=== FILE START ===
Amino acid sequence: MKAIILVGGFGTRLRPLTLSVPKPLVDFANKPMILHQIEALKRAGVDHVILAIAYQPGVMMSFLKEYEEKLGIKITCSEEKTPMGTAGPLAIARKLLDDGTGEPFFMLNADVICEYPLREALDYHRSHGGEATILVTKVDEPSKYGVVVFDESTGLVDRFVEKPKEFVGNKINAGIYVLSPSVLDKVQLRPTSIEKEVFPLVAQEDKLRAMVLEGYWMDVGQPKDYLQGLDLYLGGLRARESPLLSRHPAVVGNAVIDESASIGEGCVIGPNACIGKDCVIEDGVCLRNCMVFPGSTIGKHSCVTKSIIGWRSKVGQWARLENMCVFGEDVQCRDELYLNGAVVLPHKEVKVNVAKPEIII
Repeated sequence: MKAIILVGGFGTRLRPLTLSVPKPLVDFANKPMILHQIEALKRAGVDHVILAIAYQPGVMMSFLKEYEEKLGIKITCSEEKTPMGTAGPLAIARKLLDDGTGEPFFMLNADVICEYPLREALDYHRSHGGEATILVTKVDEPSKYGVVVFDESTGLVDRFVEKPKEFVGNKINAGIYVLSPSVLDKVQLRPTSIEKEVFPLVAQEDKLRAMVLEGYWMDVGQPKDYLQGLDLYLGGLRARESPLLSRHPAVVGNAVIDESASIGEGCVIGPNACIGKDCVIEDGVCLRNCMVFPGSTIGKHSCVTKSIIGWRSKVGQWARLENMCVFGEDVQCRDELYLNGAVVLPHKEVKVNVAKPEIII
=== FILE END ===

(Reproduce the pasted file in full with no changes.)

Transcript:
Amino acid sequence: MKAIILVGGFGTRLRPLTLSVPKPLVDFANKPMILHQIEALKRAGVDHVILAIAYQPGVMMSFLKEYEEKLGIKITCSEEKTPMGTAGPLAIARKLLDDGTGEPFFMLNADVICEYPLREALDYHRSHGGEATILVTKVDEPSKYGVVVFDESTGLVDRFVEKPKEFVGNKINAGIYVLSPSVLDKVQLRPTSIEKEVFPLVAQEDKLRAMVLEGYWMDVGQPKDYLQGLDLYLGGLRARESPLLSRHPAVVGNAVIDESASIGEGCVIGPNACIGKDCVIEDGVCLRNCMVFPGSTIGKHSCVTKSIIGWRSKVGQWARLENMCVFGEDVQCRDELYLNGAVVLPHKEVKVNVAKPEIII
Repeated sequence: MKAIILVGGFGTRLRPLTLSVPKPLVDFANKPMILHQIEALKRAGVDHVILAIAYQPGVMMSFLKEYEEKLGIKITCSEEKTPMGTAGPLAIARKLLDDGTGEPFFMLNADVICEYPLREALDYHRSHGGEATILVTKVDEPSKYGVVVFDESTGLVDRFVEKPKEFVGNKINAGIYVLSPSVLDKVQLRPTSIEKEVFPLVAQEDKLRAMVLEGYWMDVGQPKDYLQGLDLYLGGLRARESPLLSRHPAVVGNAVIDESASIGEGCVIGPNACIGKDCVIEDGVCLRNCMVFPGSTIGKHSCVTKSIIGWRSKVGQWARLENMCVFGEDVQCRDELYLNGAVVLPHKEVKVNVAKPEIII